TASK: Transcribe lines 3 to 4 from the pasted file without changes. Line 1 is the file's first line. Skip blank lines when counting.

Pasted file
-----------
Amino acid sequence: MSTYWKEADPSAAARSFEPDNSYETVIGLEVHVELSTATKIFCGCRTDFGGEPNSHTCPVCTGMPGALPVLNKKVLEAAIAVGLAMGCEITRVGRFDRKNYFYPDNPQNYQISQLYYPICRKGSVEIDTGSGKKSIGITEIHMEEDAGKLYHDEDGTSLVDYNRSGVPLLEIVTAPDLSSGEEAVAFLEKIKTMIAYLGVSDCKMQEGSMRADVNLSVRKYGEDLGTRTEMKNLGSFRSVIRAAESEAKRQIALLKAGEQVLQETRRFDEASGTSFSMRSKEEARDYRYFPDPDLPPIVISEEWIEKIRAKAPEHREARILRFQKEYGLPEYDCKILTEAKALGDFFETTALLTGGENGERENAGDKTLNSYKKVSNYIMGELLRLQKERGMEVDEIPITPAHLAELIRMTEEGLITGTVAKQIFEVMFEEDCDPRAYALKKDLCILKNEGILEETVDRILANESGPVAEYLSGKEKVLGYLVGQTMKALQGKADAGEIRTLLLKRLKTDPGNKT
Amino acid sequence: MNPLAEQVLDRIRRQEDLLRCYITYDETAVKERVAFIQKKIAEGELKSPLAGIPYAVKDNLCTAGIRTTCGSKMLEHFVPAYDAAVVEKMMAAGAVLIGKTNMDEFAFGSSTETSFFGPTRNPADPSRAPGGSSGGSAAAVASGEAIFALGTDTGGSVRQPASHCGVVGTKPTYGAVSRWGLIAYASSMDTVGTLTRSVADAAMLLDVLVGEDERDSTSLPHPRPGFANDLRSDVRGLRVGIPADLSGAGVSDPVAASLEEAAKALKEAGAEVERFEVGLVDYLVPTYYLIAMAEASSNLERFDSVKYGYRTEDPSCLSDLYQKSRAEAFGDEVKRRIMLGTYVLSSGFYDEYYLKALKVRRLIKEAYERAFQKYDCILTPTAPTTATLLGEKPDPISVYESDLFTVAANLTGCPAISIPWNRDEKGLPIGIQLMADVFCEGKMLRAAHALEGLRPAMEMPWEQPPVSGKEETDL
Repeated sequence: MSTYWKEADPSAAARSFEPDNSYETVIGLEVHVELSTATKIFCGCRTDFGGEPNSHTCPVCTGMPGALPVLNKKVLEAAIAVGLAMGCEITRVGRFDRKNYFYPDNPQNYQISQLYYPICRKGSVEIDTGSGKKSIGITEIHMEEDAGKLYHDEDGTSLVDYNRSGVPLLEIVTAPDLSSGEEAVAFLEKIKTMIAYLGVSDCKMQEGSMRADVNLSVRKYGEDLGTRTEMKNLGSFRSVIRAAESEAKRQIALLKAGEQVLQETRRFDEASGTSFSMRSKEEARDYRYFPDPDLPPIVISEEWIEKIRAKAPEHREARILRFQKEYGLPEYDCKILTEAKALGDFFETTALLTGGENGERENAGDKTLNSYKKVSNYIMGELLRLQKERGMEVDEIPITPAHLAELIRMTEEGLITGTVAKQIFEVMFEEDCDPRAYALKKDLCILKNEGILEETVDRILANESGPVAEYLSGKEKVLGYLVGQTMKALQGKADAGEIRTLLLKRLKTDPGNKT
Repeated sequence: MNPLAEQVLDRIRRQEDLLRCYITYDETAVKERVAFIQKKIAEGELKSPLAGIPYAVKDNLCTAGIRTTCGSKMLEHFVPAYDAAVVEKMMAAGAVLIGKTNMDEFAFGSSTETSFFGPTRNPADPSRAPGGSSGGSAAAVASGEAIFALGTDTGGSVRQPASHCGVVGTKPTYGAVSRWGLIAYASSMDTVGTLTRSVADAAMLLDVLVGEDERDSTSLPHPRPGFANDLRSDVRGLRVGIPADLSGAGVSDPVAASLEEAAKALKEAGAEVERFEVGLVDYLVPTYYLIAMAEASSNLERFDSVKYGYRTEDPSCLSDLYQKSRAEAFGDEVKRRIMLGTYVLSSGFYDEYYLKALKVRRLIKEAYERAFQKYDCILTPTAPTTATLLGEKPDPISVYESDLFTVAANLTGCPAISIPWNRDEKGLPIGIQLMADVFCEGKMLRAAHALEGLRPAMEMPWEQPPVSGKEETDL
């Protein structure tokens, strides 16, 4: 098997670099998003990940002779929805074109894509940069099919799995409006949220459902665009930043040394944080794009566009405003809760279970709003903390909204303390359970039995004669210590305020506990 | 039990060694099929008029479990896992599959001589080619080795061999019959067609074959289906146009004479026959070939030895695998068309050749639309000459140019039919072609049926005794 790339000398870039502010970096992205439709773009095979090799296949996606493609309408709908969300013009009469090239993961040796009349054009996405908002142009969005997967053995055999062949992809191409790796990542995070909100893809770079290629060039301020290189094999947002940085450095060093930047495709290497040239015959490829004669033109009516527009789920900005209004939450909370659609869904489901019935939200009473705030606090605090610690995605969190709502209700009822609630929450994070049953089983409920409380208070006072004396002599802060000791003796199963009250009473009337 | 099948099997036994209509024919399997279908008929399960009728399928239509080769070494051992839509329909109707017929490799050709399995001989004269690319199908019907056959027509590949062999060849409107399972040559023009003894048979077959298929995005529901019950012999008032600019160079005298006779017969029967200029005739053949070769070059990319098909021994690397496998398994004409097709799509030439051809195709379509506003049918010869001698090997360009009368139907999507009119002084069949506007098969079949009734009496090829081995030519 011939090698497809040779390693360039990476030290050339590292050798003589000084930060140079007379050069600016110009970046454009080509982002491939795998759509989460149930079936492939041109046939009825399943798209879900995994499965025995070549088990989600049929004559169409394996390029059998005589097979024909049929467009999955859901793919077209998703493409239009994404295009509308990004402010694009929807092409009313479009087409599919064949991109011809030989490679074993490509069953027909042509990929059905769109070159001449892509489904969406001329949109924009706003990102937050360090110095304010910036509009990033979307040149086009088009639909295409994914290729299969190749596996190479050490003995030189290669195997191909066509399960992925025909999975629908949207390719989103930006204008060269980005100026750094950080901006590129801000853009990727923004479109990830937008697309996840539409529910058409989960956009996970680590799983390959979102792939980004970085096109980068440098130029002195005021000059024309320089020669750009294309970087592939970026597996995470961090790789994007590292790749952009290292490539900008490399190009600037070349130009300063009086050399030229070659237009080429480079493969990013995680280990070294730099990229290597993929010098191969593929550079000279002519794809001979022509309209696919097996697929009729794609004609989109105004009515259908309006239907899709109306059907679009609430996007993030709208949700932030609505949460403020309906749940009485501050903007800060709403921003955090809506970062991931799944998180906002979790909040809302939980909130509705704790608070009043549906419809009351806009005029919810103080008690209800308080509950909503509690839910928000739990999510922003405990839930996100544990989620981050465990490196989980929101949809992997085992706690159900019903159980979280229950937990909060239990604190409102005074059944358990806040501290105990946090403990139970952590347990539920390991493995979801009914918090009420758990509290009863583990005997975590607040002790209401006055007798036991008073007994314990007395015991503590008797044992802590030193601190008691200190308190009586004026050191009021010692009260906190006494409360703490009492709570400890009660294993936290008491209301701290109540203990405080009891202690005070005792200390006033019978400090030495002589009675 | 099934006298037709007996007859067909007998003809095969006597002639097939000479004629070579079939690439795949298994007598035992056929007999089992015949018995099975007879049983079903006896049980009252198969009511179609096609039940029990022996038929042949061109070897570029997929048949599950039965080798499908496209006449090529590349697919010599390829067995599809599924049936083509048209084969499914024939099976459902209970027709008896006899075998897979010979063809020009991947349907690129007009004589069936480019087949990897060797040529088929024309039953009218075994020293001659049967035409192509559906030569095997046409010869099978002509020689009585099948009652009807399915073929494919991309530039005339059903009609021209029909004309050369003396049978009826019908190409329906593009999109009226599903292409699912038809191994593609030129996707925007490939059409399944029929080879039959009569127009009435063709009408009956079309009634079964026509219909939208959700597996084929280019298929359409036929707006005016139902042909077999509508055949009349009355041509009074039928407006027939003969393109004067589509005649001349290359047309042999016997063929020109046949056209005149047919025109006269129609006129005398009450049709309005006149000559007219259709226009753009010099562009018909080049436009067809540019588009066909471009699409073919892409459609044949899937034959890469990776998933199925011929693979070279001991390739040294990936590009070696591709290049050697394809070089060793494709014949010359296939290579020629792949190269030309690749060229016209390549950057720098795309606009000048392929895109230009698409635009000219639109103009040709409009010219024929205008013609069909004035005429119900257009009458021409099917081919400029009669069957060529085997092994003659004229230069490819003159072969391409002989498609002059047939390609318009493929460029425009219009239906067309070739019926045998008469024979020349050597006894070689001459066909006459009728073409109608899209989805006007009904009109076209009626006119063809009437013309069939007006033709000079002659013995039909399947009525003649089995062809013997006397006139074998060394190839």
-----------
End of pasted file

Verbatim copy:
Repeated sequence: MSTYWKEADPSAAARSFEPDNSYETVIGLEVHVELSTATKIFCGCRTDFGGEPNSHTCPVCTGMPGALPVLNKKVLEAAIAVGLAMGCEITRVGRFDRKNYFYPDNPQNYQISQLYYPICRKGSVEIDTGSGKKSIGITEIHMEEDAGKLYHDEDGTSLVDYNRSGVPLLEIVTAPDLSSGEEAVAFLEKIKTMIAYLGVSDCKMQEGSMRADVNLSVRKYGEDLGTRTEMKNLGSFRSVIRAAESEAKRQIALLKAGEQVLQETRRFDEASGTSFSMRSKEEARDYRYFPDPDLPPIVISEEWIEKIRAKAPEHREARILRFQKEYGLPEYDCKILTEAKALGDFFETTALLTGGENGERENAGDKTLNSYKKVSNYIMGELLRLQKERGMEVDEIPITPAHLAELIRMTEEGLITGTVAKQIFEVMFEEDCDPRAYALKKDLCILKNEGILEETVDRILANESGPVAEYLSGKEKVLGYLVGQTMKALQGKADAGEIRTLLLKRLKTDPGNKT
Repeated sequence: MNPLAEQVLDRIRRQEDLLRCYITYDETAVKERVAFIQKKIAEGELKSPLAGIPYAVKDNLCTAGIRTTCGSKMLEHFVPAYDAAVVEKMMAAGAVLIGKTNMDEFAFGSSTETSFFGPTRNPADPSRAPGGSSGGSAAAVASGEAIFALGTDTGGSVRQPASHCGVVGTKPTYGAVSRWGLIAYASSMDTVGTLTRSVADAAMLLDVLVGEDERDSTSLPHPRPGFANDLRSDVRGLRVGIPADLSGAGVSDPVAASLEEAAKALKEAGAEVERFEVGLVDYLVPTYYLIAMAEASSNLERFDSVKYGYRTEDPSCLSDLYQKSRAEAFGDEVKRRIMLGTYVLSSGFYDEYYLKALKVRRLIKEAYERAFQKYDCILTPTAPTTATLLGEKPDPISVYESDLFTVAANLTGCPAISIPWNRDEKGLPIGIQLMADVFCEGKMLRAAHALEGLRPAMEMPWEQPPVSGKEETDL